He continued to look at me calmly. "It would be difficult for me," he explained, "to find employment in a new place."

"But why should you leave here?"

"I shall have to," he returned deliberately, "if you persist in recognizing in me your former friend Count Siviano."


He lifted his hand. "Egidio," he said, "I am alone here, and without friends. The companionship, the sympathy of my parish priest would be a consolation in this strange city; but it must not be the companionship of the parocco of Siviano. You understand?"

"Roberto," I cried, "it is too dreadful to understand!"

"Be a man, Egidio," said he with a touch of impatience. "The choice lies with you, and you must make it now. If you are willing to ask no questions, to name no names, to make no allusions to the past, let us live as friends together, in God's name! If not, as soon as my legs can carry me I must be off again. The world is wide, luckily—but why should we be parted?"

I was on my knees at his side in an instant. "We must never be parted!" I cried. "Do as you will with me. Give me your orders and I obey—have I not always obeyed you?"

I felt his hand close sharply on mine. "Egidio!" he admonished me.

"No—no—I shall remember. I shall say nothing—"

"Think nothing?"

"Think nothing," I said with a last effort.

"God bless you!" he answered.

My son, for eight years I kept my word to him. We met daily almost, we ate and walked and talked together, we lived like David and Jonathan—but without so much as a glance at the past. How he had escaped from Milan—how he had reached New York—I never knew. We talked often of Italy's liberation—as what Italians would not?—but never touched on his share in the work. Once only a word slipped from him; and that was when one day he asked me how it was that I had been sent to America. The blood rushed to my face, and before I could answer he had raised a silencing hand.

"I see," he said; "it was your penance too."

During the first years he had plenty of work to do, but he lived so frugally that I guessed he had some secret use for his earnings. It was easy to conjecture what it was. All over the world Italian exiles were toiling and saving to further the great cause. He had political friends in New York, and sometimes he went to other cities to attend meetings and make addresses. His zeal never slackened; and but for me he would often have gone hungry that some shivering patriot might dine. I was with him heart and soul, but I had the parish on my shoulders, and perhaps my long experience of men had made me a little less credulous than Christian charity requires; for I could have sworn that some of the heroes who hung on him had never had a whiff of Austrian blood, and would have fed out of the same trough with the white-coats if there had been polenta enough to go round. Happily my friend had no such doubts. He believed in the patriots as devoutly as in the cause; and if some of his hard-earned dollars travelled no farther than the nearest wine-cellar or cigar-shop, he never suspected the course they took.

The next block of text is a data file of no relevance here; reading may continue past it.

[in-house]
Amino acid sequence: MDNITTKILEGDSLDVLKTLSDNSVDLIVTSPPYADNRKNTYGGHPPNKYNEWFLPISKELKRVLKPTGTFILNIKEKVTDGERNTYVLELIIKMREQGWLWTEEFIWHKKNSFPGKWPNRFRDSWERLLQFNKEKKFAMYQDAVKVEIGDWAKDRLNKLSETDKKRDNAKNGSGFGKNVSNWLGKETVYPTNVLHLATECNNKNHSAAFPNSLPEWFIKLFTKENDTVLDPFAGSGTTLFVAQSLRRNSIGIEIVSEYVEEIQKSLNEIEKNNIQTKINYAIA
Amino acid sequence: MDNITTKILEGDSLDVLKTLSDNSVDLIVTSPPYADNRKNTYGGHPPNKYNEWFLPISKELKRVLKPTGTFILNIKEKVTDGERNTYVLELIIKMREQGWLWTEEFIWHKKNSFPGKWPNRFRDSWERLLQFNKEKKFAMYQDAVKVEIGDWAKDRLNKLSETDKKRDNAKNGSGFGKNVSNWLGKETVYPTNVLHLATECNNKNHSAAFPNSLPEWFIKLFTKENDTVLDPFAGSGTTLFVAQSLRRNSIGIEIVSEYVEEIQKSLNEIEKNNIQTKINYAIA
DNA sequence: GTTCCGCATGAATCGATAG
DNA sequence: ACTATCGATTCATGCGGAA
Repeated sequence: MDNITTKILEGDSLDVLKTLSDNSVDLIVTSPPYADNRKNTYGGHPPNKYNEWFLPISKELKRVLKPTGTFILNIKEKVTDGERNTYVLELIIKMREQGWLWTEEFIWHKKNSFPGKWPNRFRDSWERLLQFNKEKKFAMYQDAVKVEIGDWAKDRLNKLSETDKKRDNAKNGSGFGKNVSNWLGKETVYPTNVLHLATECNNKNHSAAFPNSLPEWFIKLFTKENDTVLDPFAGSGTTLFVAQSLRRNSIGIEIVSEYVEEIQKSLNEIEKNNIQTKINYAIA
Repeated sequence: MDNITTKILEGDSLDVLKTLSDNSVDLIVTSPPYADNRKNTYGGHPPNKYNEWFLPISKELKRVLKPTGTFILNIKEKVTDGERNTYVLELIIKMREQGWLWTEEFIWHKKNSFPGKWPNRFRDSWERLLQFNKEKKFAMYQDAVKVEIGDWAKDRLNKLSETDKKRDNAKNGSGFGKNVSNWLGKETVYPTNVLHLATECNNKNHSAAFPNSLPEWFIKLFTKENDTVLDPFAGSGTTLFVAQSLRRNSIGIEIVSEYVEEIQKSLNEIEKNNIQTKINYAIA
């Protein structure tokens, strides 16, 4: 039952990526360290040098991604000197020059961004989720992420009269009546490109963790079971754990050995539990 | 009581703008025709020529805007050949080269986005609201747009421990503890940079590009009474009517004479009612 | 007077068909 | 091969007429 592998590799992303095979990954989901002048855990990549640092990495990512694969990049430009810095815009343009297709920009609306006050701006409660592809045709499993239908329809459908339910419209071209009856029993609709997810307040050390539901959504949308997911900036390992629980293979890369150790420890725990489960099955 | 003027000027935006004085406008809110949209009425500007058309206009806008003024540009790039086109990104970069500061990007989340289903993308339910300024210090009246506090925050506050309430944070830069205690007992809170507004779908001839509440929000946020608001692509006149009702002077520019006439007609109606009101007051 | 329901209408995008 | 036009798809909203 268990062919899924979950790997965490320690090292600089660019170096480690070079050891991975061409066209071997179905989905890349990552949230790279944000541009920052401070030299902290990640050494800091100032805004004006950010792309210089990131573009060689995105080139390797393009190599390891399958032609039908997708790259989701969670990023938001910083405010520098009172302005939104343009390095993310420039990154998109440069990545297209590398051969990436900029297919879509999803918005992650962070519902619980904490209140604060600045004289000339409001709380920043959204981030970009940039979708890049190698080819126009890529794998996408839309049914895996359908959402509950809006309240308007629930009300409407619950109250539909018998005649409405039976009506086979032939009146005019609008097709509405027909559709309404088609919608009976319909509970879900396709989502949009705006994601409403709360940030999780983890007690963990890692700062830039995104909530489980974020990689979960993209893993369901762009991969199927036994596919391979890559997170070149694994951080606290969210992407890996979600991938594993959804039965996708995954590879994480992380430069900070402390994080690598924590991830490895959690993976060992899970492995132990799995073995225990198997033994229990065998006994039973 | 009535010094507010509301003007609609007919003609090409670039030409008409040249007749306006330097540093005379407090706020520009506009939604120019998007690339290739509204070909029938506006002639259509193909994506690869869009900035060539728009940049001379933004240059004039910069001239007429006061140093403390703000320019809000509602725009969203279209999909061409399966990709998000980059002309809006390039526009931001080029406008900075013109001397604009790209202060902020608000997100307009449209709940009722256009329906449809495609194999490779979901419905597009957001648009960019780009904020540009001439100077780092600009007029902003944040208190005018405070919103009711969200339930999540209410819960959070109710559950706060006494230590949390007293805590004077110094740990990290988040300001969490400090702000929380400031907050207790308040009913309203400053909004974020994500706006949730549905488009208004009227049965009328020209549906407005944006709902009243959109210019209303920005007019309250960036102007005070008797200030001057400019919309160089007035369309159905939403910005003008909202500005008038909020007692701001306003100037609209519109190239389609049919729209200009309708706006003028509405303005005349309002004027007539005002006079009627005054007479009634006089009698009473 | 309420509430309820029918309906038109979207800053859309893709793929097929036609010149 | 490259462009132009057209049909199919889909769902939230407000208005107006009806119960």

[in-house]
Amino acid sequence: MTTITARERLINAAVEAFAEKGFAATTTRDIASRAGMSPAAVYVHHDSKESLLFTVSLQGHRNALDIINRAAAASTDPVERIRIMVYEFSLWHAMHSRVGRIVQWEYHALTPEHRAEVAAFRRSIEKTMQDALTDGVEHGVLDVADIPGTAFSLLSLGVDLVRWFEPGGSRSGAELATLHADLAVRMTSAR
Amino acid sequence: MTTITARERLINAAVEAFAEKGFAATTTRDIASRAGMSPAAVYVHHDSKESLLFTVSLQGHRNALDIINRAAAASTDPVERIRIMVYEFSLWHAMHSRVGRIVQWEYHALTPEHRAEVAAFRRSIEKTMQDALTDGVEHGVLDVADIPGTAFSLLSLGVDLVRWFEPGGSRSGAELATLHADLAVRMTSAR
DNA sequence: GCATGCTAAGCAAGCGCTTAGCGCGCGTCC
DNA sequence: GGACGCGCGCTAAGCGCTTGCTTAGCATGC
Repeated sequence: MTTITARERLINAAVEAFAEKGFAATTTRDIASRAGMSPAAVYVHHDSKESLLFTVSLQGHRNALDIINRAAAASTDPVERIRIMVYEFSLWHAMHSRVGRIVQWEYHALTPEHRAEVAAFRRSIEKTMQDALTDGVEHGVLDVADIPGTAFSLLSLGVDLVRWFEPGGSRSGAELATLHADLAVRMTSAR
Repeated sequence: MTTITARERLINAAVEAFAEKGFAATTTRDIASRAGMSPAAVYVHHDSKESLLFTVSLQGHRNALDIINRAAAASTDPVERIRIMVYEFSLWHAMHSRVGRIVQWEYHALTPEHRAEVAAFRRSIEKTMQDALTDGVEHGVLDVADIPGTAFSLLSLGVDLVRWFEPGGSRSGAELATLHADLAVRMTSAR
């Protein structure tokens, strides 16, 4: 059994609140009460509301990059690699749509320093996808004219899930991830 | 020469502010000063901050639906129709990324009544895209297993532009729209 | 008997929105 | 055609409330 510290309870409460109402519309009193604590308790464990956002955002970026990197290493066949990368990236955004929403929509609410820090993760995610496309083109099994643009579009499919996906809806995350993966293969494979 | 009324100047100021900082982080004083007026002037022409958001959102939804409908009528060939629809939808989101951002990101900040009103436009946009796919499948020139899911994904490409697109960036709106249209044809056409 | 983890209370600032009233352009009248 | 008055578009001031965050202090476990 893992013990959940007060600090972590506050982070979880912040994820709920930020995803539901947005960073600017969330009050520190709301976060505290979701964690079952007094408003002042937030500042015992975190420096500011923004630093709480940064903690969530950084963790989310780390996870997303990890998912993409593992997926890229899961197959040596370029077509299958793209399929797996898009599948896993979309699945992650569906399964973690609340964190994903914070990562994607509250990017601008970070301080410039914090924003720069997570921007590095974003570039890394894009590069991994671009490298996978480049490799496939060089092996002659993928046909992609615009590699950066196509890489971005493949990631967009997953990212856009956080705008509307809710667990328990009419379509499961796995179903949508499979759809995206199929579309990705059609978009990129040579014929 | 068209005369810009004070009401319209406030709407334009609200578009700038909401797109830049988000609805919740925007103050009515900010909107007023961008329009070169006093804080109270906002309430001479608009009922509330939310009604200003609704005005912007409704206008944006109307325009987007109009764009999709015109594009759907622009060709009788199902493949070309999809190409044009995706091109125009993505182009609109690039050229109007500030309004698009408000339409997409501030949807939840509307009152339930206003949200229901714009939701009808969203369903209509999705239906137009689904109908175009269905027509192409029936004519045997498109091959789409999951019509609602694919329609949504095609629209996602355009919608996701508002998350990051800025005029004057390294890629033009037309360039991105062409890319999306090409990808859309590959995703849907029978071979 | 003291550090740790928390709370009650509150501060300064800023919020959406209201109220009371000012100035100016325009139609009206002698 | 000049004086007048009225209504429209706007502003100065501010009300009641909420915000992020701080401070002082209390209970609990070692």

His health was never the same after the fever; and by and by he began to lose his pupils, and the patriots cooled off as his pockets fell in. Toward the end I took him to live in my shabby attic. He had grown weak and had a troublesome cough, and he spent the greater part of his days indoors. Cruel days they must have been to him, but he made no sign, and always welcomed me with a cheerful word. When his pupils dropped off, and his health made it difficult for him to pick up work outside, he set up a letter-writer's sign, and used to earn a few pennies by serving as amanuensis to my poor parishioners; but it went against him to take their money, and half the time he did the work for nothing. I knew it was hard for him to live on charity, as he called it, and I used to find what jobs I could for him among my friends the negozianti, who would send him letters to copy, accounts to make up and what not; but we were all poor together, and the master had licked the platter before the dog got it.

So lived that just man, my son; and so, after eight years of exile, he died one day in my arms. God had let him live long enough to see Solferino and Villa-franca; and was perhaps never more merciful than in sparing him Monte Rotondo and Mentana. But these are things of which it does not become me to speak. The new Italy does not wear the face of our visions; but it is written that God shall know His own, and it cannot be that He shall misread the hearts of those who dreamed of fashioning her in His image.

As for my friend, he is at peace, I doubt not; and his just life and holy death intercede for me, who sinned for his sake alone.